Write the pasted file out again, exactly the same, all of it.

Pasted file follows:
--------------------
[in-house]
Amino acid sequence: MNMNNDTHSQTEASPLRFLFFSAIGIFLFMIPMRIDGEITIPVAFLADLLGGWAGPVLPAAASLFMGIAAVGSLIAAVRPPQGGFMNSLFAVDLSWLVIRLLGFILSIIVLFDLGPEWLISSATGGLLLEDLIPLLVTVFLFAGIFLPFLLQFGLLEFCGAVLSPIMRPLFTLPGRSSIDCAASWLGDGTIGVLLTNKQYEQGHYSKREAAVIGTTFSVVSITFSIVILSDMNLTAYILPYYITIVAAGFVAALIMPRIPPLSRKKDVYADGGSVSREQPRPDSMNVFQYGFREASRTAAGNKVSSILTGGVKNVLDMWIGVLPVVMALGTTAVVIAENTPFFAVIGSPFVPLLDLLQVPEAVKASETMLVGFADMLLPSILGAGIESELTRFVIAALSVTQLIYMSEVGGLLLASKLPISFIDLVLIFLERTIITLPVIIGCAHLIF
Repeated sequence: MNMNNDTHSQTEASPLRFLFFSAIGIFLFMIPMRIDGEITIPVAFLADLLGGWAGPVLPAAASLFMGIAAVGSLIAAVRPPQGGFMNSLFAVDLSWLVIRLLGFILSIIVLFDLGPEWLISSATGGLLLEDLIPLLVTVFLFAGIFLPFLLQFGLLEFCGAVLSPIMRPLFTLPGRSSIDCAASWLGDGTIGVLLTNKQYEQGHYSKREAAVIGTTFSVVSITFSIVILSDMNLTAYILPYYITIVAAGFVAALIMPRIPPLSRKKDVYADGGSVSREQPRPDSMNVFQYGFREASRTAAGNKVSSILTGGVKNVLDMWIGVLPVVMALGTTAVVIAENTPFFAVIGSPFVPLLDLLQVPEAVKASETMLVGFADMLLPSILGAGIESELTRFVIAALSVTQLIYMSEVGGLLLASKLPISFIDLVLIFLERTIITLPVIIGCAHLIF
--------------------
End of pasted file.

[in-house]
Amino acid sequence: MNMNNDTHSQTEASPLRFLFFSAIGIFLFMIPMRIDGEITIPVAFLADLLGGWAGPVLPAAASLFMGIAAVGSLIAAVRPPQGGFMNSLFAVDLSWLVIRLLGFILSIIVLFDLGPEWLISSATGGLLLEDLIPLLVTVFLFAGIFLPFLLQFGLLEFCGAVLSPIMRPLFTLPGRSSIDCAASWLGDGTIGVLLTNKQYEQGHYSKREAAVIGTTFSVVSITFSIVILSDMNLTAYILPYYITIVAAGFVAALIMPRIPPLSRKKDVYADGGSVSREQPRPDSMNVFQYGFREASRTAAGNKVSSILTGGVKNVLDMWIGVLPVVMALGTTAVVIAENTPFFAVIGSPFVPLLDLLQVPEAVKASETMLVGFADMLLPSILGAGIESELTRFVIAALSVTQLIYMSEVGGLLLASKLPISFIDLVLIFLERTIITLPVIIGCAHLIF
Repeated sequence: MNMNNDTHSQTEASPLRFLFFSAIGIFLFMIPMRIDGEITIPVAFLADLLGGWAGPVLPAAASLFMGIAAVGSLIAAVRPPQGGFMNSLFAVDLSWLVIRLLGFILSIIVLFDLGPEWLISSATGGLLLEDLIPLLVTVFLFAGIFLPFLLQFGLLEFCGAVLSPIMRPLFTLPGRSSIDCAASWLGDGTIGVLLTNKQYEQGHYSKREAAVIGTTFSVVSITFSIVILSDMNLTAYILPYYITIVAAGFVAALIMPRIPPLSRKKDVYADGGSVSREQPRPDSMNVFQYGFREASRTAAGNKVSSILTGGVKNVLDMWIGVLPVVMALGTTAVVIAENTPFFAVIGSPFVPLLDLLQVPEAVKASETMLVGFADMLLPSILGAGIESELTRFVIAALSVTQLIYMSEVGGLLLASKLPISFIDLVLIFLERTIITLPVIIGCAHLIF